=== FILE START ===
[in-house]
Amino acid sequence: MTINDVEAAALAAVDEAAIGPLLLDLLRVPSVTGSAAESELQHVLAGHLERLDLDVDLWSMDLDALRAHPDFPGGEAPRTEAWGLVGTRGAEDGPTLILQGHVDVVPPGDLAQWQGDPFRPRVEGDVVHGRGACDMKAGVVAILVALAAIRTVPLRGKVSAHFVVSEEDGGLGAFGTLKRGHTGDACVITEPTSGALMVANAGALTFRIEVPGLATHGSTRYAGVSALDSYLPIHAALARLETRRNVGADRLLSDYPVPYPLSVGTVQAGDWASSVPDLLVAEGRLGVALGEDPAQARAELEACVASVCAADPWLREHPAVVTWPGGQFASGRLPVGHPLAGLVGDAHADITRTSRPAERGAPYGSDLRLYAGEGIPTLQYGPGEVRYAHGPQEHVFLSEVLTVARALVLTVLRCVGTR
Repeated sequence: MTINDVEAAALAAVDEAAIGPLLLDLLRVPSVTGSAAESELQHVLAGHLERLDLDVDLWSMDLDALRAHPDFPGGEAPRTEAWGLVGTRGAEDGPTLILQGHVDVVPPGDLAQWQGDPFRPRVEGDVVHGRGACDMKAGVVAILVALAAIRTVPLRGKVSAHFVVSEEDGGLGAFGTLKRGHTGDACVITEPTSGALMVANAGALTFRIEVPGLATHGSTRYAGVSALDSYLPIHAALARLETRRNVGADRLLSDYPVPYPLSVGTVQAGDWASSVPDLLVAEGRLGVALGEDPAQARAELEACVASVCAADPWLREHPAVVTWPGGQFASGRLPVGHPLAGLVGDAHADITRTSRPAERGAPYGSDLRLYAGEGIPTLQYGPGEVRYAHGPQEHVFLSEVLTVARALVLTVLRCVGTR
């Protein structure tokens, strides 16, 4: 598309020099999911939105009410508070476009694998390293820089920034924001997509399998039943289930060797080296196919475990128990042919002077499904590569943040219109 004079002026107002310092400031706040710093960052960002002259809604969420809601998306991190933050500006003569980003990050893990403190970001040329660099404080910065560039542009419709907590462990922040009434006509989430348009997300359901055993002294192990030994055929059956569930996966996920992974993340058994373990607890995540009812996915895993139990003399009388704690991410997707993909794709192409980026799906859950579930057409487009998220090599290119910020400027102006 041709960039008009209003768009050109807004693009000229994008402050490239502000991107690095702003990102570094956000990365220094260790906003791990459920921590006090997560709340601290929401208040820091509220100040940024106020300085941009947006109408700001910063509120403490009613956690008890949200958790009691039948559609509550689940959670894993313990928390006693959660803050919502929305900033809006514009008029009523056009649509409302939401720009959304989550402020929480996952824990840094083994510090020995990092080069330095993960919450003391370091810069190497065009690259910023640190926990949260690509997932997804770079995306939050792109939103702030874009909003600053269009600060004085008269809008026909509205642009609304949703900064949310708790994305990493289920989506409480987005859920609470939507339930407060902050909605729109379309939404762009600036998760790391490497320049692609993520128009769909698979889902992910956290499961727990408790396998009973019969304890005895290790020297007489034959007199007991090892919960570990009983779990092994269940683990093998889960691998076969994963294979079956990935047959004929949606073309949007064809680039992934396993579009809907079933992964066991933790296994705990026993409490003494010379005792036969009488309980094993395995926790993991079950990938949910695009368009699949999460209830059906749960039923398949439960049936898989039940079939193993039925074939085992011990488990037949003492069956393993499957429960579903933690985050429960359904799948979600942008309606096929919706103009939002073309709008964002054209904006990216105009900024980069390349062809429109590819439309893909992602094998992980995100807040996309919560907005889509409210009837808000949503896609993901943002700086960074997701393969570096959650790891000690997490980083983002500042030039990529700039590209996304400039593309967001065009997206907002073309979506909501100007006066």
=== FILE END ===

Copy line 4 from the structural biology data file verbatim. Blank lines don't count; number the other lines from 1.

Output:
């Protein structure tokens, strides 16, 4: 598309020099999911939105009410508070476009694998390293820089920034924001997509399998039943289930060797080296196919475990128990042919002077499904590569943040219109 004079002026107002310092400031706040710093960052960002002259809604969420809601998306991190933050500006003569980003990050893990403190970001040329660099404080910065560039542009419709907590462990922040009434006509989430348009997300359901055993002294192990030994055929059956569930996966996920992974993340058994373990607890995540009812996915895993139990003399009388704690991410997707993909794709192409980026799906859950579930057409487009998220090599290119910020400027102006 041709960039008009209003768009050109807004693009000229994008402050490239502000991107690095702003990102570094956000990365220094260790906003791990459920921590006090997560709340601290929401208040820091509220100040940024106020300085941009947006109408700001910063509120403490009613956690008890949200958790009691039948559609509550689940959670894993313990928390006693959660803050919502929305900033809006514009008029009523056009649509409302939401720009959304989550402020929480996952824990840094083994510090020995990092080069330095993960919450003391370091810069190497065009690259910023640190926990949260690509997932997804770079995306939050792109939103702030874009909003600053269009600060004085008269809008026909509205642009609304949703900064949310708790994305990493289920989506409480987005859920609470939507339930407060902050909605729109379309939404762009600036998760790391490497320049692609993520128009769909698979889902992910956290499961727990408790396998009973019969304890005895290790020297007489034959007199007991090892919960570990009983779990092994269940683990093998889960691998076969994963294979079956990935047959004929949606073309949007064809680039992934396993579009809907079933992964066991933790296994705990026993409490003494010379005792036969009488309980094993395995926790993991079950990938949910695009368009699949999460209830059906749960039923398949439960049936898989039940079939193993039925074939085992011990488990037949003492069956393993499957429960579903933690985050429960359904799948979600942008309606096929919706103009939002073309709008964002054209904006990216105009900024980069390349062809429109590819439309893909992602094998992980995100807040996309919560907005889509409210009837808000949503896609993901943002700086960074997701393969570096959650790891000690997490980083983002500042030039990529700039590209996304400039593309967001065009997206907002073309979506909501100007006066």